- Yelling at the detainee (not directly in his ear or to the level that could cause physical pain or hearing problems)
- Techniques of deception
- Multiple interrogator techniques
- Interrogator identity. The interviewer may identify himself as a citizen of a foreign nation or as an interrogator from a country with a reputation for harsh treatment of detainees.)
- The use of stress positions (like standing) for a maximum of four hours
- The use of falsified documents or reports
- Use of isolation facility for up to 30 days…
- Interrogating the detainee in an environment other than the standard interrogation booth
- Deprivation of light and auditory stimuli
- The detainee may also have a hood placed over his head during transportation, and questioning. The hood should not restrict breathing in any way and the detainee should be under direct observation when hooded.
- The use of 20 hour interrogations
- Removal of all comfort items (including religious items)
- Switching the detainee from hot meals to MREs
- Removal of all clothing
- Forced grooming (shaving of facial hair, etc.)
- Using detainees individual phobias (such as fear of dogs) to induce stress
- The use of scenarios designed to convince the detainee that death or severely painful consequences are imminent for him and/or his family.
- Exposure to cold weather or water (with appropriate medical monitoring)
- Use of a wet towel and dripping water to induce the misperception of suffocation
- Use of mild, non-injurious physical contact, such as grabbing, poking in the chest with the finger and light pushing
And that doesn’t include the sexual taunting and humiliation that have been employed in some cases.
If you want something a lot closer to the real thing, you can take a few pages from the interrogation log of Mohamed Al-Qahtani — the detainee whom judge Susan Crawford says we tortured, based on the cumulative effect of the techniques applied in his interrogation.
Qahtani was denied entry into the United States a month before the Sept. 11 attacks and was allegedly planning to be the plot’s 20th hijacker. He was later captured in Afghanistan and transported to Guantanamo in January 2002. His interrogation took place over 50 days from November 2002 to January 2003, though he was held in isolation until April 2003.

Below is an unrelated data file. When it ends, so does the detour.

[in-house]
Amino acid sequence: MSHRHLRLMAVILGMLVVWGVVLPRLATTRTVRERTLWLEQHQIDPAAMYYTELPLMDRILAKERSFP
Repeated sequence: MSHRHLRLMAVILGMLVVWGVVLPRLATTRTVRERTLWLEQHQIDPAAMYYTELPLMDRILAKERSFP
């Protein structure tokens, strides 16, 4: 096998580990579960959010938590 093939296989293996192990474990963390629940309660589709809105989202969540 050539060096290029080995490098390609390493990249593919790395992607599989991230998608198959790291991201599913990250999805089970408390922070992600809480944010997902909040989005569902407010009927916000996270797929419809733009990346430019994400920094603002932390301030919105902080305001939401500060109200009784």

“For 160 days his only contact was with the interrogators,” said Crawford, who personally reviewed Qahtani’s interrogation records and other military documents. “Forty-eight of 54 consecutive days of 18-to-20-hour interrogations. Standing naked in front of a female agent. Subject to strip searches. And insults to his mother and sister.”
At one point he was threatened with a military working dog named Zeus, according to a military report. Qahtani “was forced to wear a woman’s bra and had a thong placed on his head during the course of his interrogation” and “was told that his mother and sister were whores.” With a leash tied to his chains, he was led around the room “and forced to perform a series of dog tricks,” the report shows.
The interrogation, portions of which have been previously described by other news organizations, including The Washington Post, was so intense that Qahtani had to be hospitalized twice at Guantanamo with bradycardia, a condition in which the rate on heart monitor falls below 60 beats a minute and which in extreme cases can lead to heart failure and death. At one point Qahtani’s heart rate dropped to 35 beats per minute, the record shows.
His log is 83 pages long. Take your pick.
Of course, it’s impossible for any American to get the full experience. In Hannity’s case, he’d have to be held indefinitely, with no right to know why, what he’s charged with, or the evidence against him. Let alone the right to counsel, to examine evidence used against him and question witnesses who testify against him. It’s impossible for Hannity to be denied his rights as an American or a human being, at least by anyone in this country who’d be willing to waterboard him. If they tried to carry out much of the above — even with his consent — they’d be breaking the law. Several laws, actually.
But it has been done before, to a degree.
Just sayin’. That’s all.